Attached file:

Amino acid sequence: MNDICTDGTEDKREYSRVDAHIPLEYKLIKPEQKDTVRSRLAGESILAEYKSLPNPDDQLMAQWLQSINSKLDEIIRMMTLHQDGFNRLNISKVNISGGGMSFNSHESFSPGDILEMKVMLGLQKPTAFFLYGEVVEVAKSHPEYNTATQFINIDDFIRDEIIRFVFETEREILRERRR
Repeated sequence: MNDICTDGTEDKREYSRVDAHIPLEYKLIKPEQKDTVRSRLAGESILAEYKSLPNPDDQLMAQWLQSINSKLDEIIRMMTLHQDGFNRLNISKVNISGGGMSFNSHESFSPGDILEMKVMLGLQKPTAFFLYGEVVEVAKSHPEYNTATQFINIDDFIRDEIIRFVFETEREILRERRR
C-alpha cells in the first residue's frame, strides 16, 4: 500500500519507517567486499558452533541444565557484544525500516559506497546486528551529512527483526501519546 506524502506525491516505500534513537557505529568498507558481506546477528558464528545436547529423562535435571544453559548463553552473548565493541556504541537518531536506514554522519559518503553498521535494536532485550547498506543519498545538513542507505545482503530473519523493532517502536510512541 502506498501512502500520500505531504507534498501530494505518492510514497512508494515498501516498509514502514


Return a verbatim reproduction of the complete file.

Amino acid sequence: MNDICTDGTEDKREYSRVDAHIPLEYKLIKPEQKDTVRSRLAGESILAEYKSLPNPDDQLMAQWLQSINSKLDEIIRMMTLHQDGFNRLNISKVNISGGGMSFNSHESFSPGDILEMKVMLGLQKPTAFFLYGEVVEVAKSHPEYNTATQFINIDDFIRDEIIRFVFETEREILRERRR
Repeated sequence: MNDICTDGTEDKREYSRVDAHIPLEYKLIKPEQKDTVRSRLAGESILAEYKSLPNPDDQLMAQWLQSINSKLDEIIRMMTLHQDGFNRLNISKVNISGGGMSFNSHESFSPGDILEMKVMLGLQKPTAFFLYGEVVEVAKSHPEYNTATQFINIDDFIRDEIIRFVFETEREILRERRR
C-alpha cells in the first residue's frame, strides 16, 4: 500500500519507517567486499558452533541444565557484544525500516559506497546486528551529512527483526501519546 506524502506525491516505500534513537557505529568498507558481506546477528558464528545436547529423562535435571544453559548463553552473548565493541556504541537518531536506514554522519559518503553498521535494536532485550547498506543519498545538513542507505545482503530473519523493532517502536510512541 502506498501512502500520500505531504507534498501530494505518492510514497512508494515498501516498509514502514